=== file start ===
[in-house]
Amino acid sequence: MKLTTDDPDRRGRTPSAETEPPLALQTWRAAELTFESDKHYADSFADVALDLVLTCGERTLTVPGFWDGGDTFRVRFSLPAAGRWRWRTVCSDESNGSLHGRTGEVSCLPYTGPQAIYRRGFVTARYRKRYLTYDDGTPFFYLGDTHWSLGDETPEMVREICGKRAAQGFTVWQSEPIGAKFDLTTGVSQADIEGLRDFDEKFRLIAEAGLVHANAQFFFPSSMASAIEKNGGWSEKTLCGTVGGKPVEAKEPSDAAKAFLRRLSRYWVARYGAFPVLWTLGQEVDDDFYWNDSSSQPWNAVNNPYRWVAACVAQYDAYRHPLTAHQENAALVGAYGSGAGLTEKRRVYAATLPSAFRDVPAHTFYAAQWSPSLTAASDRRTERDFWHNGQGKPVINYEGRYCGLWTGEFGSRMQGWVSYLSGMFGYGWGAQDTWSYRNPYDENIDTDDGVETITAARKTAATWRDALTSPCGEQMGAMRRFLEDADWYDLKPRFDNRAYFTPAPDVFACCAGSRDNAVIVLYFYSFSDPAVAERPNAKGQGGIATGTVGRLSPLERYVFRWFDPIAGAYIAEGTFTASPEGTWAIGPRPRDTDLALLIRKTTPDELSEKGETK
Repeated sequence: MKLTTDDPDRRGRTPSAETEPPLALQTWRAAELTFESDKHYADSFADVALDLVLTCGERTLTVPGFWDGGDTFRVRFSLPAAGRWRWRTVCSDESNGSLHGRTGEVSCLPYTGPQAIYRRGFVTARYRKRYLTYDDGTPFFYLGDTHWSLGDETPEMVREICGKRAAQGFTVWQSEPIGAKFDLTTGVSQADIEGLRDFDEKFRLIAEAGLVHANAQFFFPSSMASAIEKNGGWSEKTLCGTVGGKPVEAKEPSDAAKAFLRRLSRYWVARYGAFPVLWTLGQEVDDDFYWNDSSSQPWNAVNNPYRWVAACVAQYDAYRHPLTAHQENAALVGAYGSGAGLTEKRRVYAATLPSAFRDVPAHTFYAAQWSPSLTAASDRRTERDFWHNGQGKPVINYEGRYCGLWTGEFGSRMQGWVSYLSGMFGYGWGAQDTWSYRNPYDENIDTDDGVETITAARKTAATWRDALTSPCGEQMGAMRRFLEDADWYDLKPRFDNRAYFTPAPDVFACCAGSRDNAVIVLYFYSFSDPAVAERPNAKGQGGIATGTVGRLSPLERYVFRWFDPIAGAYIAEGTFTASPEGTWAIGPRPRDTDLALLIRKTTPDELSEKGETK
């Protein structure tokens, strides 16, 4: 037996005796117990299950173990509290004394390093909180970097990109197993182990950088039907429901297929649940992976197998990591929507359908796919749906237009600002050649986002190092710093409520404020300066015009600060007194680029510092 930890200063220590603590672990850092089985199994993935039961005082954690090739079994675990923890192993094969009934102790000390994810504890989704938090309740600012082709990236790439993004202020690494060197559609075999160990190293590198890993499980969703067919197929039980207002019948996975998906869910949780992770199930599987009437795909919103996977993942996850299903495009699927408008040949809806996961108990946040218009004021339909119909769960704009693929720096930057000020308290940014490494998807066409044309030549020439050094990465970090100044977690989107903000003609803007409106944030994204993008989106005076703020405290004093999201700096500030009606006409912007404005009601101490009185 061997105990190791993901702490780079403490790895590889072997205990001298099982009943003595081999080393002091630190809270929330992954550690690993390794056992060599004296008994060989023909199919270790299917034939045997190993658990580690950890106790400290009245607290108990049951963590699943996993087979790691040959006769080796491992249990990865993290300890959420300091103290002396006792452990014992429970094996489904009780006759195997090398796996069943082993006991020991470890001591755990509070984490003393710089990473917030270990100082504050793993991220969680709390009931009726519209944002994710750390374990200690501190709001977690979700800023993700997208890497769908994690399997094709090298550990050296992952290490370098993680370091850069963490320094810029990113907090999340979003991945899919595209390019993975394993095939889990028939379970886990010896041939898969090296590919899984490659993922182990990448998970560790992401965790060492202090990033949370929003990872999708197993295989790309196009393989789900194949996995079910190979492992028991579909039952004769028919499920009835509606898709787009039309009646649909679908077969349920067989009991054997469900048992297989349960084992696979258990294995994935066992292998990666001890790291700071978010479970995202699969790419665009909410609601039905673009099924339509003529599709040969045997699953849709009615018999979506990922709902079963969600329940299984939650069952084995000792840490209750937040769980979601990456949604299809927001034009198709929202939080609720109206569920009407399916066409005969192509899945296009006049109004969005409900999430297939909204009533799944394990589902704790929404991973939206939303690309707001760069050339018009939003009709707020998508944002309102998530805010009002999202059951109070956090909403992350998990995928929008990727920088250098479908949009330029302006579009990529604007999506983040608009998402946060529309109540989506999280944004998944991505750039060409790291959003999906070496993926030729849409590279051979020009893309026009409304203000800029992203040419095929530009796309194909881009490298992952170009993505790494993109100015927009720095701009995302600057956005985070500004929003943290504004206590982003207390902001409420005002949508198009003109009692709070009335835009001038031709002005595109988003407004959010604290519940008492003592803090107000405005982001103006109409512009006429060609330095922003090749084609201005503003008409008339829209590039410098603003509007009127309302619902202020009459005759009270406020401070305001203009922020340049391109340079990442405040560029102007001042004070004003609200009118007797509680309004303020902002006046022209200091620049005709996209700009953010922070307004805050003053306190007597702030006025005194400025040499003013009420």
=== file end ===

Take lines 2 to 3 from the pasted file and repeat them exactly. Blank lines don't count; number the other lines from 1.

Amino acid sequence: MKLTTDDPDRRGRTPSAETEPPLALQTWRAAELTFESDKHYADSFADVALDLVLTCGERTLTVPGFWDGGDTFRVRFSLPAAGRWRWRTVCSDESNGSLHGRTGEVSCLPYTGPQAIYRRGFVTARYRKRYLTYDDGTPFFYLGDTHWSLGDETPEMVREICGKRAAQGFTVWQSEPIGAKFDLTTGVSQADIEGLRDFDEKFRLIAEAGLVHANAQFFFPSSMASAIEKNGGWSEKTLCGTVGGKPVEAKEPSDAAKAFLRRLSRYWVARYGAFPVLWTLGQEVDDDFYWNDSSSQPWNAVNNPYRWVAACVAQYDAYRHPLTAHQENAALVGAYGSGAGLTEKRRVYAATLPSAFRDVPAHTFYAAQWSPSLTAASDRRTERDFWHNGQGKPVINYEGRYCGLWTGEFGSRMQGWVSYLSGMFGYGWGAQDTWSYRNPYDENIDTDDGVETITAARKTAATWRDALTSPCGEQMGAMRRFLEDADWYDLKPRFDNRAYFTPAPDVFACCAGSRDNAVIVLYFYSFSDPAVAERPNAKGQGGIATGTVGRLSPLERYVFRWFDPIAGAYIAEGTFTASPEGTWAIGPRPRDTDLALLIRKTTPDELSEKGETK
Repeated sequence: MKLTTDDPDRRGRTPSAETEPPLALQTWRAAELTFESDKHYADSFADVALDLVLTCGERTLTVPGFWDGGDTFRVRFSLPAAGRWRWRTVCSDESNGSLHGRTGEVSCLPYTGPQAIYRRGFVTARYRKRYLTYDDGTPFFYLGDTHWSLGDETPEMVREICGKRAAQGFTVWQSEPIGAKFDLTTGVSQADIEGLRDFDEKFRLIAEAGLVHANAQFFFPSSMASAIEKNGGWSEKTLCGTVGGKPVEAKEPSDAAKAFLRRLSRYWVARYGAFPVLWTLGQEVDDDFYWNDSSSQPWNAVNNPYRWVAACVAQYDAYRHPLTAHQENAALVGAYGSGAGLTEKRRVYAATLPSAFRDVPAHTFYAAQWSPSLTAASDRRTERDFWHNGQGKPVINYEGRYCGLWTGEFGSRMQGWVSYLSGMFGYGWGAQDTWSYRNPYDENIDTDDGVETITAARKTAATWRDALTSPCGEQMGAMRRFLEDADWYDLKPRFDNRAYFTPAPDVFACCAGSRDNAVIVLYFYSFSDPAVAERPNAKGQGGIATGTVGRLSPLERYVFRWFDPIAGAYIAEGTFTASPEGTWAIGPRPRDTDLALLIRKTTPDELSEKGETK